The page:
TOWN OF PORTOLA VALLEY NOTICE OF A PUBLIC HEARING ON PROPOSED SUBDIVISION X6D-210, AND PLANNED UNIT DEVELOPMENT (PUD) X7D-171 1260 WESTRDIGE DRIVE (APN: 077-050-200) AND PROPOSED MITIGATED NEGATIVE DECLARATION (RESCHEDULING OF CANCELLED MAY 18, 2011 PUBLIC HEARING) NOTICE IS HEREBY GIVEN that the Planning Commission of the Town of Portola Valley has rescheduled the public hearing on this matter to June 1, 2011 to consider the project proposed by Shorenstein Reality to subdivide the subject 11.60-acre property located at 1260 Westridge Drive into three parcels to accommodate two new residential building sites. Also proposed as part of the project is a PUD to regulate the specific manner in which the three parcels may be used. The PUD, as provided for under the town’s zoning ordinance, allows for flexibility to ensure the unique property conditions are appropriately reflected in the final standards controlling use and development of the subdivision lots for conformity with the basic intent of the Portola Valley General Plan, and Zoning and Subdivision ordinances. Each of the three new parcels will have a minimum area of over three (3) acres, whereas the minimum parcel area for the property’s zoning district is 2.5 acres. NOTICE IS HEREBY GIVEN that the June 1, 2011 public hearing will be continued to the July 6, 2011 Planning Commission meeting to permit time for circulation of the proposed Mitigated Negative Declaration for the project. Further, all reports, plans and documents associated with this project are available for review in the Portola Valley Planning Department at 765 Portola Road, Portola Valley, California. The specific reports, plans and supporting documents for the June 1, 2011 Planning Commission public hearing will be available in the Planning Department on May 27, 2011. NOTICE IS HEREBY GIVEN that the proposed Mitigated Negative Declaration regarding the above described project will be available for public review from May 18, 2011 to June 18, 2011. The Planning Commission of the Town of Portola Valley will initiate consideration of the proposed Mitigated Negative Declaration at its meeting on June 1, 2011 at 7:30 p.m., Town Hall (Historic Schoolhouse), 765 Portola Road, Portola Valley, California. This consideration will be continued to the July 6, 2011, planning commission meeting, also starting at 7:30 p.m., along with the hearing on the subdivision and PUD project, to allow time for conclusion of the circulation period and response to comments that may be received from the circulation process. Before the Planning Commission acts on the proposed Mitigated Negative Declaration or the project, Commissioners will consider all evidence, written and oral, pertaining to the proposed mitigated negative declaration, and project. All interested persons are invited to appear before the Planning Commission at the times and place herein above-mentioned. Copies of the proposed Mitigated Negative Declaration will be available at Portola Valley Town Hall, 765 Portola Road, Portola Valley, California starting on May 18, 2011. Dated: Signed:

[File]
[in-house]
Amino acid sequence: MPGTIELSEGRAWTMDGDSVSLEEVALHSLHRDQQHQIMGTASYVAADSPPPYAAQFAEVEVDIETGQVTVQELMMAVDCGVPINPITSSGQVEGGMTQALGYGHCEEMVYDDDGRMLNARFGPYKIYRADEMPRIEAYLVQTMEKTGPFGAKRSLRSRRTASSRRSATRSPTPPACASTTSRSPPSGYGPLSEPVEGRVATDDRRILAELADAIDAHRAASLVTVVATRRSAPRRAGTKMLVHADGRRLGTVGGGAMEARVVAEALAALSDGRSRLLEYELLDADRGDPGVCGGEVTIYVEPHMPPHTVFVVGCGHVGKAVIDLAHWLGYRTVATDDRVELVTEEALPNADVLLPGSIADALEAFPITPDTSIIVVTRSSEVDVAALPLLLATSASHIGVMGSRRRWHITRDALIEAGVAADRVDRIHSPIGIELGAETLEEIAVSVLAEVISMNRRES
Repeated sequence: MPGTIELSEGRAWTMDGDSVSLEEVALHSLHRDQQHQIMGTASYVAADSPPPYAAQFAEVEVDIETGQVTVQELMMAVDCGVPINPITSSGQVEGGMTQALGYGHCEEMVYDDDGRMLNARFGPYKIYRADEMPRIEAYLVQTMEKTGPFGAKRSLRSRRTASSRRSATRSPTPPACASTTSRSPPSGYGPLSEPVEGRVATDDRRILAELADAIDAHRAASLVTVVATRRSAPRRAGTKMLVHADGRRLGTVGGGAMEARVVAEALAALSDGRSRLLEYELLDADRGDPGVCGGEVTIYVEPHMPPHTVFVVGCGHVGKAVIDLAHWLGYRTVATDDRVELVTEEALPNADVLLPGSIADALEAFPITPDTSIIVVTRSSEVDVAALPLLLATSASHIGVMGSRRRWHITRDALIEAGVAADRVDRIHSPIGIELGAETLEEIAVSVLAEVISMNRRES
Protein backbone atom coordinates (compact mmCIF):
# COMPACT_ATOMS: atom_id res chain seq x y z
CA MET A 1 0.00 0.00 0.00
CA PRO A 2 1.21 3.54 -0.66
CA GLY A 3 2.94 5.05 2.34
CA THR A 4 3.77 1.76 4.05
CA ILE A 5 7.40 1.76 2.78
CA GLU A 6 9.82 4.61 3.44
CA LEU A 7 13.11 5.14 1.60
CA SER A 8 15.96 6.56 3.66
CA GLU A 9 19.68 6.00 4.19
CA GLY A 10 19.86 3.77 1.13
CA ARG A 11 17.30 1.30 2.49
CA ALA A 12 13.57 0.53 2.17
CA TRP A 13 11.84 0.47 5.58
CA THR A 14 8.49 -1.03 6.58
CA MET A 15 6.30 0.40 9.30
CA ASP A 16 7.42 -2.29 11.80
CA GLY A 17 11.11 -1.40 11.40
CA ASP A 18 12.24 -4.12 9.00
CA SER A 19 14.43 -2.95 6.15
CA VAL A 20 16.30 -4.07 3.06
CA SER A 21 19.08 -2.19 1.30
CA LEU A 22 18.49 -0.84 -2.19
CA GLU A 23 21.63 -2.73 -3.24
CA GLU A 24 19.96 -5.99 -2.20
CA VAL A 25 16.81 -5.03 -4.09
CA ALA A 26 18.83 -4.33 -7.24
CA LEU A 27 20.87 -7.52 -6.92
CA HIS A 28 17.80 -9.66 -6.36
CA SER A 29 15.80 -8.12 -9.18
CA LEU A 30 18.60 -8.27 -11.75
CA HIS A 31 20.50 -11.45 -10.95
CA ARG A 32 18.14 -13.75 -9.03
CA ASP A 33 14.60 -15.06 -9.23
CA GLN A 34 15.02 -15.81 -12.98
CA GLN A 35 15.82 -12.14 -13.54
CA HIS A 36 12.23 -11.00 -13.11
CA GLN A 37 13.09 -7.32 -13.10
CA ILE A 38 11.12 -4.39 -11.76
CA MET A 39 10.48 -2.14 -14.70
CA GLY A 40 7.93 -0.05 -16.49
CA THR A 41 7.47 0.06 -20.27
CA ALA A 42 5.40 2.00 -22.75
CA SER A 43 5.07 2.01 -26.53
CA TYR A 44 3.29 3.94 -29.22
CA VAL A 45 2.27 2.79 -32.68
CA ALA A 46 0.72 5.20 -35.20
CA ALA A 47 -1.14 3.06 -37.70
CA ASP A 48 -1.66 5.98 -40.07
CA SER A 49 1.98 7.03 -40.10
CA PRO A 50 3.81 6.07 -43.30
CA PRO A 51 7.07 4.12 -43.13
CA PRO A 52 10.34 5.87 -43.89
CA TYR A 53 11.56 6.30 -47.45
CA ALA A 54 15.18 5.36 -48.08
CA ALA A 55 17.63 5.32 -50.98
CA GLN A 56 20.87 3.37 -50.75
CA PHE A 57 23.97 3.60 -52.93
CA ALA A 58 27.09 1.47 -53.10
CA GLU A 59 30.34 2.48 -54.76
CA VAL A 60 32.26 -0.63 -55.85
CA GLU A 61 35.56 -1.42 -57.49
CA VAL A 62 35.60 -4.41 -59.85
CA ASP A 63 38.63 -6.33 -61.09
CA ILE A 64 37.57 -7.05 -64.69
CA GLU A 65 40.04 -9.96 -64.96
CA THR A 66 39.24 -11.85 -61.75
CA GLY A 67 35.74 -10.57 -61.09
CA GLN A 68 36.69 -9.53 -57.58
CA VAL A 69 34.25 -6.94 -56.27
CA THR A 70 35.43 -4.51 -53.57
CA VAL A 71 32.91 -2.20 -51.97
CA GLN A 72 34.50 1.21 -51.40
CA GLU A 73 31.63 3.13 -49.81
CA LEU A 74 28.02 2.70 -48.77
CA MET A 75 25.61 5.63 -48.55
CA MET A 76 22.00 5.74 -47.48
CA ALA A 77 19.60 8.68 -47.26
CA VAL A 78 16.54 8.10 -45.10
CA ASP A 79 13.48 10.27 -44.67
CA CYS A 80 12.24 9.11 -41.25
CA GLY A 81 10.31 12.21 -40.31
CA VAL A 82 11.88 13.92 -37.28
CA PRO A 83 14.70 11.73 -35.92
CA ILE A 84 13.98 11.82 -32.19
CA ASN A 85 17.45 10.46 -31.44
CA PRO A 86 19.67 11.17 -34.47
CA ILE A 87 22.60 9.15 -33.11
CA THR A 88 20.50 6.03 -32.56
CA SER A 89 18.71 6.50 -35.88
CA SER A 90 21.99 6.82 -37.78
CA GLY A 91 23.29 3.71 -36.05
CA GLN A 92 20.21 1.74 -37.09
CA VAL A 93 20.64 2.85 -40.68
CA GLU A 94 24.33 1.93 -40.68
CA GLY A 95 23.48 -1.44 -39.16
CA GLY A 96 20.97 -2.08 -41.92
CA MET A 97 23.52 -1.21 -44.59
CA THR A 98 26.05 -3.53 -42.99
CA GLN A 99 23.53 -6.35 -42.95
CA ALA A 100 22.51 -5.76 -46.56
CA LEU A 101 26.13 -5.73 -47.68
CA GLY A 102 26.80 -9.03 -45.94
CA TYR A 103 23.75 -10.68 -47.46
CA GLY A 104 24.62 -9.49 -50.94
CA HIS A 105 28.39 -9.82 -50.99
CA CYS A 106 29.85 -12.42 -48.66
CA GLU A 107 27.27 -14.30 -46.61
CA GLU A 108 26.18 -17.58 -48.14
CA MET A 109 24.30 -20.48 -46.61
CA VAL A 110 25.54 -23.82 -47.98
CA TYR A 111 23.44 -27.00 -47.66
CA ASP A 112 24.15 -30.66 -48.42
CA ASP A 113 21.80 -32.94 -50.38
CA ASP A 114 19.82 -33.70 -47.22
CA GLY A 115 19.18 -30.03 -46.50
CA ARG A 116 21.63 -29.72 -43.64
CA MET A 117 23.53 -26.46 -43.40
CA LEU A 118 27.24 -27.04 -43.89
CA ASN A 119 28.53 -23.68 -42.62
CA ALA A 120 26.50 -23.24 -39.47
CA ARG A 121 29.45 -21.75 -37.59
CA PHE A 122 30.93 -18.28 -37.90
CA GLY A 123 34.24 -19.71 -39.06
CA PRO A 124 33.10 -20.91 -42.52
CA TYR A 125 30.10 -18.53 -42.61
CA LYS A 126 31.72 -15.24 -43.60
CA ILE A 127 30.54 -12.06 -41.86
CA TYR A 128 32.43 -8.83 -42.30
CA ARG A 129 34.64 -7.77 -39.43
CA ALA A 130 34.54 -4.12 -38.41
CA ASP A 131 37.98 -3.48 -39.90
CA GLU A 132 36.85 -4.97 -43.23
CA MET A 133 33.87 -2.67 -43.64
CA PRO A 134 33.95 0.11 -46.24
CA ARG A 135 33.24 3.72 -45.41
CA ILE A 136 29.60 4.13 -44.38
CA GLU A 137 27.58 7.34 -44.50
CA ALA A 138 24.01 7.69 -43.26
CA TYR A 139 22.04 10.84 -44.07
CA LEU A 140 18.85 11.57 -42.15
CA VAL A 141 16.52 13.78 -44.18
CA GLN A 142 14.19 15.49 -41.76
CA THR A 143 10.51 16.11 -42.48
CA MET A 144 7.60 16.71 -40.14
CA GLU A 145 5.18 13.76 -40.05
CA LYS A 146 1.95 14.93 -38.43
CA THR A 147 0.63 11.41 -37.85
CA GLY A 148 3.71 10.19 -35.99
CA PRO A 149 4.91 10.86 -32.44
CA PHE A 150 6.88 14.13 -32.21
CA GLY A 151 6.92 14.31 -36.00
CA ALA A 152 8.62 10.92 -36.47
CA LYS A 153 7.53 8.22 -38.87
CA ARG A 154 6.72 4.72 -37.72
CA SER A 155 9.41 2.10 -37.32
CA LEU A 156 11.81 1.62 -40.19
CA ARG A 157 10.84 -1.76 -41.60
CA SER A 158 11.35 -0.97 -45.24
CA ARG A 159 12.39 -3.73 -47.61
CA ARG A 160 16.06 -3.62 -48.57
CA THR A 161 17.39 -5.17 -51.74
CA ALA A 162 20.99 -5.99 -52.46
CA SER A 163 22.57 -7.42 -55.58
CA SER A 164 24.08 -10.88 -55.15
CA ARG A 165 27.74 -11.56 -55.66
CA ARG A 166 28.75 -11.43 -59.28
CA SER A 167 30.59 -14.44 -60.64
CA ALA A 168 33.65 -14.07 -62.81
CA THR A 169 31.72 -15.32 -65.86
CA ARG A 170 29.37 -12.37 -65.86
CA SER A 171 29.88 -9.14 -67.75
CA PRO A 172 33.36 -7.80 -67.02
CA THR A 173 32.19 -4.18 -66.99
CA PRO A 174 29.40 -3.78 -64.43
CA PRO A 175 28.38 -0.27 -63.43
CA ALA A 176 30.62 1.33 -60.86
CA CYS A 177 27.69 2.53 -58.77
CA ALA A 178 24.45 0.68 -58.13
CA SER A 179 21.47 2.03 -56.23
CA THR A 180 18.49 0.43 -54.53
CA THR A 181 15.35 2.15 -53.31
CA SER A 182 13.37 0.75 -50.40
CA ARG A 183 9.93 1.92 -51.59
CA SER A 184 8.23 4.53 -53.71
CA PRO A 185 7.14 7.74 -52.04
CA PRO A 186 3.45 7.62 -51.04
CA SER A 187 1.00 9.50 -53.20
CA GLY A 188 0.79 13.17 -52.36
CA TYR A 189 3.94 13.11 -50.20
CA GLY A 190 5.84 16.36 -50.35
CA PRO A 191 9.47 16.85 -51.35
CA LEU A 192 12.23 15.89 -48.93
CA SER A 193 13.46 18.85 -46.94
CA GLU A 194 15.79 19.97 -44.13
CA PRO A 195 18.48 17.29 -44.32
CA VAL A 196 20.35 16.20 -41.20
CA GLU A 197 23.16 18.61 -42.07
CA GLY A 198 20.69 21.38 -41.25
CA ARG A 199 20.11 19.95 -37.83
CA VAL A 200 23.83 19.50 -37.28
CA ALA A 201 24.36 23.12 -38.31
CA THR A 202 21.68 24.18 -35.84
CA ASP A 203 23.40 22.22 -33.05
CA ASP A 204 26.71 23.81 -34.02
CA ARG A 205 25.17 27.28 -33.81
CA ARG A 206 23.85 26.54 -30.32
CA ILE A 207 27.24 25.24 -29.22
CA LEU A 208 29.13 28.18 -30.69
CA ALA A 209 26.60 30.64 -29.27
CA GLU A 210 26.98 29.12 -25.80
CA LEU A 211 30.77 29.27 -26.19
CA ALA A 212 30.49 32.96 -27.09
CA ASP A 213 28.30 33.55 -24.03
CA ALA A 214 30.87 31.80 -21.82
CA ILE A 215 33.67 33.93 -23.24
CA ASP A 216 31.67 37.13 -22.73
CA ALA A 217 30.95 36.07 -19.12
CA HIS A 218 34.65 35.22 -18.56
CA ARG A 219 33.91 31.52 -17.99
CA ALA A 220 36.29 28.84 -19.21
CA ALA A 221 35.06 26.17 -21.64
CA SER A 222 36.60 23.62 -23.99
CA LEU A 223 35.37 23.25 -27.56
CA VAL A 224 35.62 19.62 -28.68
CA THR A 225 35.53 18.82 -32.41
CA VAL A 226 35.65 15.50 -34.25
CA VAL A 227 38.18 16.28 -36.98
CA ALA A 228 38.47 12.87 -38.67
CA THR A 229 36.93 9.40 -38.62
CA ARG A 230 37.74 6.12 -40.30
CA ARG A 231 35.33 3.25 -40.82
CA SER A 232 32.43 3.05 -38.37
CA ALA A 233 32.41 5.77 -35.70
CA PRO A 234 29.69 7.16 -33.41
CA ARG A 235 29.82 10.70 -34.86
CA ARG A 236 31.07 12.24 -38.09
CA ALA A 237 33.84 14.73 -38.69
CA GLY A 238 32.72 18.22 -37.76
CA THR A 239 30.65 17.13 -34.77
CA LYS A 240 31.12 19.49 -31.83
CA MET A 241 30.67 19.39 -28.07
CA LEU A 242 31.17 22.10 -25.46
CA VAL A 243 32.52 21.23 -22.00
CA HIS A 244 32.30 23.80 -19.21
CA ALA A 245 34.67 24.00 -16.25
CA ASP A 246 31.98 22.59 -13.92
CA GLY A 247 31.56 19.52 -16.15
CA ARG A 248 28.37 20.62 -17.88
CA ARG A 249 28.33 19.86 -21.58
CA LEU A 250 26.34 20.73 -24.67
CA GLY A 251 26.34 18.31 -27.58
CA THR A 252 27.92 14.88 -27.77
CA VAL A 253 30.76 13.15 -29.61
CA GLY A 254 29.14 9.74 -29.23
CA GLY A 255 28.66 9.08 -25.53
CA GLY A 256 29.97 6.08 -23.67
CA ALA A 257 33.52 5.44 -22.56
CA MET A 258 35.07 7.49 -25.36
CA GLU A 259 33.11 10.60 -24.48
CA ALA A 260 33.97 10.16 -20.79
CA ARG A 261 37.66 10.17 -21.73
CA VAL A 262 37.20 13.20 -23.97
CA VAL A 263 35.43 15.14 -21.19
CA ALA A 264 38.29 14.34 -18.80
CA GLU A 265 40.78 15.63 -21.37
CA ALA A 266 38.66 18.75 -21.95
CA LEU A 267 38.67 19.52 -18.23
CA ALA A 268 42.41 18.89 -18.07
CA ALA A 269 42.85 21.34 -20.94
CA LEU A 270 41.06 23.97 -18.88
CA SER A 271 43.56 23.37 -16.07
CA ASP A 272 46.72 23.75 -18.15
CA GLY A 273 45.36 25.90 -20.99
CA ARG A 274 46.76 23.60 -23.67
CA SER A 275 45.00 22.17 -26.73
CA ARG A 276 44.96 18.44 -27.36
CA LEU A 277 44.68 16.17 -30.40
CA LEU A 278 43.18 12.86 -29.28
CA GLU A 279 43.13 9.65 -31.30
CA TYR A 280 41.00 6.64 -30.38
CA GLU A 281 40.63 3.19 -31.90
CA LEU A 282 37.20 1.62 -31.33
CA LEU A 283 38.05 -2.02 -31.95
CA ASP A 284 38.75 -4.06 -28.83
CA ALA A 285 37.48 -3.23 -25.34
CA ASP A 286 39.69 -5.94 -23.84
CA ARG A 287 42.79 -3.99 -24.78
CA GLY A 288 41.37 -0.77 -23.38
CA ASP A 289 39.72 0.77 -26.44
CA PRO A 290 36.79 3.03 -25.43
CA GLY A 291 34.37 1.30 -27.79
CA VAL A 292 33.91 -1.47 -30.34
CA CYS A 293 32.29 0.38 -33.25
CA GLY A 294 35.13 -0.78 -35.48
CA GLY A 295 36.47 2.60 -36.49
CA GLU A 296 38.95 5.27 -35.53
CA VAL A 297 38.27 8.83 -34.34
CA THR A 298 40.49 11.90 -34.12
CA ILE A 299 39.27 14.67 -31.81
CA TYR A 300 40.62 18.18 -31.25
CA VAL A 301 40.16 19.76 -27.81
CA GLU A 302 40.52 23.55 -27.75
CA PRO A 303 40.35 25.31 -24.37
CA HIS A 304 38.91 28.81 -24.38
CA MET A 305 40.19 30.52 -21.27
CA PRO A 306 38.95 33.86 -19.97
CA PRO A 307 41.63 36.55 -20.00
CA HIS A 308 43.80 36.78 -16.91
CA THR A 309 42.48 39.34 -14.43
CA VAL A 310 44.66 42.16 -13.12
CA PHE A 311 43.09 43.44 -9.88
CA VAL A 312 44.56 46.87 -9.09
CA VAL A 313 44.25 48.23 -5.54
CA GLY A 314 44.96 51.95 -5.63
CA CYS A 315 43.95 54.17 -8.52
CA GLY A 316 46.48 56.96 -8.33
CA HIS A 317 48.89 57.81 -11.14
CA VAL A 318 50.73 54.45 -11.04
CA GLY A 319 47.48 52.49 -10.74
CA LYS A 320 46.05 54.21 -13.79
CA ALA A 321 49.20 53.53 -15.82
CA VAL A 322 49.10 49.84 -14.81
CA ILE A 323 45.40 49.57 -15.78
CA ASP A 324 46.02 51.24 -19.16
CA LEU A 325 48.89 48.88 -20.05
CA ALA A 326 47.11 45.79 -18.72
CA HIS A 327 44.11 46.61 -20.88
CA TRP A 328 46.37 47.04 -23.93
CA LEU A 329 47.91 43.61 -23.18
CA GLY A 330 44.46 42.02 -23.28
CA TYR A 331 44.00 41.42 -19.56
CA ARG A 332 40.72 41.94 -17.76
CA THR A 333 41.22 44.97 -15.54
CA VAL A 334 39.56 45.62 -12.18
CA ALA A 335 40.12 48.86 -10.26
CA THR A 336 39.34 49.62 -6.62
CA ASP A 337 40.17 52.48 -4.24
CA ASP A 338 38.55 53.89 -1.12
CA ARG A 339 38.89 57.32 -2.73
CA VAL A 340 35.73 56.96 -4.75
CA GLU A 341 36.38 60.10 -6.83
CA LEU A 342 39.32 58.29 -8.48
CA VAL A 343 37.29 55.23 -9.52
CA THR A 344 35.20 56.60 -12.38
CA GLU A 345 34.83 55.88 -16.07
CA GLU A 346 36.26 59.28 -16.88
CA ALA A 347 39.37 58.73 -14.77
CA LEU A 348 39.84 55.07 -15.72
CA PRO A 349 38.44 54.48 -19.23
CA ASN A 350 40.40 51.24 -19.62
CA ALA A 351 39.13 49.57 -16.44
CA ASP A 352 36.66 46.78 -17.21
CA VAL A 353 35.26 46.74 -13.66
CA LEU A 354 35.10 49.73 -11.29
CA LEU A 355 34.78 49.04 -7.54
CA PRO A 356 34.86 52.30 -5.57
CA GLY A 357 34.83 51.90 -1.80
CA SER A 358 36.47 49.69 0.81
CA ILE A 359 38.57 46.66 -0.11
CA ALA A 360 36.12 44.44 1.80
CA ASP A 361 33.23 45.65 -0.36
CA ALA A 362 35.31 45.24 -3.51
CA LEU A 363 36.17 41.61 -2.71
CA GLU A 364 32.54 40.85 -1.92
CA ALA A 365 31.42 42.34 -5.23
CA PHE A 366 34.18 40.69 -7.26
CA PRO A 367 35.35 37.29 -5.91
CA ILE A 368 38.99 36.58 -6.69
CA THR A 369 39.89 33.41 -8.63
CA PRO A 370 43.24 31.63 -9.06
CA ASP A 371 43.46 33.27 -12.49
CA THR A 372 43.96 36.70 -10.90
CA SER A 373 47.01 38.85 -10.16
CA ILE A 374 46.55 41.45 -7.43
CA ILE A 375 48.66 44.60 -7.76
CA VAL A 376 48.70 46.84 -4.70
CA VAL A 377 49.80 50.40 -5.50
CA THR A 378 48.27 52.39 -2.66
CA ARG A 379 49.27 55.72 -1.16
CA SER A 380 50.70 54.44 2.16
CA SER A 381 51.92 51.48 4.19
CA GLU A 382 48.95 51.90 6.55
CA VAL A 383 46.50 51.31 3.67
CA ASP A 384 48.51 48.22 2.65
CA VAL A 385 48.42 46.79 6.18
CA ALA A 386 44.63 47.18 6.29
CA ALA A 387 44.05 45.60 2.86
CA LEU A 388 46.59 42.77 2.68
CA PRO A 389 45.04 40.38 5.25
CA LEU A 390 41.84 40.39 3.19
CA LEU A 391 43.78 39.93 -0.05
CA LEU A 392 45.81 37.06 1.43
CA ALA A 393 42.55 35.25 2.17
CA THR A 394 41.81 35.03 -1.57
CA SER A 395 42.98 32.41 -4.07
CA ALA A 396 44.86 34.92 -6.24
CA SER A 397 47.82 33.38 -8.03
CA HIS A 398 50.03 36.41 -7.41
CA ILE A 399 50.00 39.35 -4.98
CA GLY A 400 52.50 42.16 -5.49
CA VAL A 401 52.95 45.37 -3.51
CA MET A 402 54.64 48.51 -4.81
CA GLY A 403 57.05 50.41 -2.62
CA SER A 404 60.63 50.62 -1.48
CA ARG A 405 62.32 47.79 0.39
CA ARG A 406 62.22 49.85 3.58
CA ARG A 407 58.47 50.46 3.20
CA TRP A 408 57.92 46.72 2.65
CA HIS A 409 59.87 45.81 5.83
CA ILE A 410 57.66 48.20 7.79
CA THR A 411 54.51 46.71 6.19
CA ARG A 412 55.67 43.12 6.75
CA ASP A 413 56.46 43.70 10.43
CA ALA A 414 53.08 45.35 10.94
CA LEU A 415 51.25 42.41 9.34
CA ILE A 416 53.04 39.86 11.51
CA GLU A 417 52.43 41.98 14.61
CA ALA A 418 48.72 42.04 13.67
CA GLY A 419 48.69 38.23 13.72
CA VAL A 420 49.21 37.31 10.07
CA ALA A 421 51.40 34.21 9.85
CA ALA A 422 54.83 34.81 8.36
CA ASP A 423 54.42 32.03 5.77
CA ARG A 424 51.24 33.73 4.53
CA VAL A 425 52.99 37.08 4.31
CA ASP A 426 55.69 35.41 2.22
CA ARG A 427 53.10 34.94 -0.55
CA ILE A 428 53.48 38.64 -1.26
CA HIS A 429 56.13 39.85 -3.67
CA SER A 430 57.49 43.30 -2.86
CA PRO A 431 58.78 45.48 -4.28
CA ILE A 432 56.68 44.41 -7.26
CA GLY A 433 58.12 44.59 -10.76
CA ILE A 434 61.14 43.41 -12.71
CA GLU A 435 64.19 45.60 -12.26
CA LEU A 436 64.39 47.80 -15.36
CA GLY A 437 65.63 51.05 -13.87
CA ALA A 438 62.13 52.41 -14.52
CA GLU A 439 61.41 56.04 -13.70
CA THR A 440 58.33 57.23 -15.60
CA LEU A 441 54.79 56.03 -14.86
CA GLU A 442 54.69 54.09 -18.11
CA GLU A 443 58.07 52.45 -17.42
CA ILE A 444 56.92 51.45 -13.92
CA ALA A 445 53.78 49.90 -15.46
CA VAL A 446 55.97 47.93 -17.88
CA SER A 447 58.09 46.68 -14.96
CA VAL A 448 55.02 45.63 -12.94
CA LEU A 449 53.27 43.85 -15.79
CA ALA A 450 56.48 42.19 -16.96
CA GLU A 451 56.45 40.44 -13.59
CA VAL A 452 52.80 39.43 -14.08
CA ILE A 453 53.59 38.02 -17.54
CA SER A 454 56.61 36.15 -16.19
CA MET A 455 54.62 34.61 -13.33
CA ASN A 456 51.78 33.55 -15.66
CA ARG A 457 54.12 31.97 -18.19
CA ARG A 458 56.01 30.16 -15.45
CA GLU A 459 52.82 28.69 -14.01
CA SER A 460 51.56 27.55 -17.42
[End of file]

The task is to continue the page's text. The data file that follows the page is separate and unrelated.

May 12, 2011 Carol Borck, Town Planning Technician

Council settles on trash-rate hikes By Renee Batti


the fall. The subcommittee recommended that the town look for other adjustments to truggling to reduce a shortThe new rates are expected to the waste collection service and fall as high as $1.3 million lower the shortfall projected if consider charging customers that the town is projected rates remain the same from $1.3 more for green waste service. to owe for garbage collection ser- million to about $941,000. Mr. Widmer said each green vices, the Atherton City Council Under the new rate schedule, waste barrel costs $19.35 to serlast week approved garbage rate effective July 15, residents using vice, and noted that Atherton hikes ranging from 15.5 percent a 20-gallon garbage can will pay generates nearly 10.5 percent of to 59 percent, depending on level $20 per month, up 15.5 percent all organic tonnage collected in of service. from $17.32. The cost for a the jurisdictions served by the The council took the action at 32-gallon can goes up 59 percent, South Bayside Waste Manageits May 18 meeting after a public from $27.69 to $44. Service for a ment Authority (SBWMA), a hearing and a less-than-rosy 64-gallon barrel goes up 50 per- joint powers authority reprereport on garbage collection cent, from $55.38 to $83; and for senting 12 Peninsula jurisdicservices by Councilman Bill a 96-gallon barrel, from $82.18 to tions, including Atherton. Widmer. $125, a 52 percent increase. Mr. Widmer and Mr. CarlMr. Widmer and Counson spent many hours cilman Jerry Carlson, who over the last few months served on a council subA key question yet to be resolved working with Recology, committee studying the the town’s new garbage is the outstanding debt the town collection contractor; garbage rate issue, recommended a rate schedule town staff; and SBWowes Allied Waste. that differed from any of MA. the three that the council had Residents will be charged more Another key question yet to previously considered. for multiple green waste contain- be resolved is the outstand“No solution ... will completely ers. Under the original propos- ing debt the town owes Allied address the shortfall,” Mr. Wid- al, customers would have been Waste, which provided waste mer said. But the rates the sub- charged $1 for each container collection service until January, committee was proposing would over the first two, which are free. when Recology took over. be a sound middle ground that Under the approved schedule, Allied Waste says that Atherwould reduce the shortfall more customers will be charged $6 for ton must pay $334,000 in “true than rates endorsed in March, each green waste container over up” costs. But questions have which represented a 39 percent two. been raised about the debt in increase for all service levels. The new rates are consider- light of Allied Waste’s assurThe subcommittee’s recom- ably lower than those endorsed ances to the town in March 2010 mendation was rejected, 3-2, by the council in December, that the 16.9 percent increase with the council’s first vote, with which ranged from increases of passed at the time would be sufMayor Jim Dobbie and Kathy 63 percent for using the smallest ficient for the company to cover McKeithen arguing that the rates can available to 98 percent for its costs and make the profit needed to be higher to cover more using the 96-gallon barrel. After agreed to in its contract with the of the town’s costs. But after the a public outcry and the raising town. council rejected a motion for of many questions by residents Mr. Widmer said an audit a higher rate schedule, a third and council members alike, the being performed by SBWMA is vote was taken on the Widmer/ council in March endorsed more expected to be concluded by Carlson recommendation, and moderate increases. September, and that the debt those rates were unanimously The new rates may be in for may not be as high as earlier approved. another review and change in believed. Almanac News Editor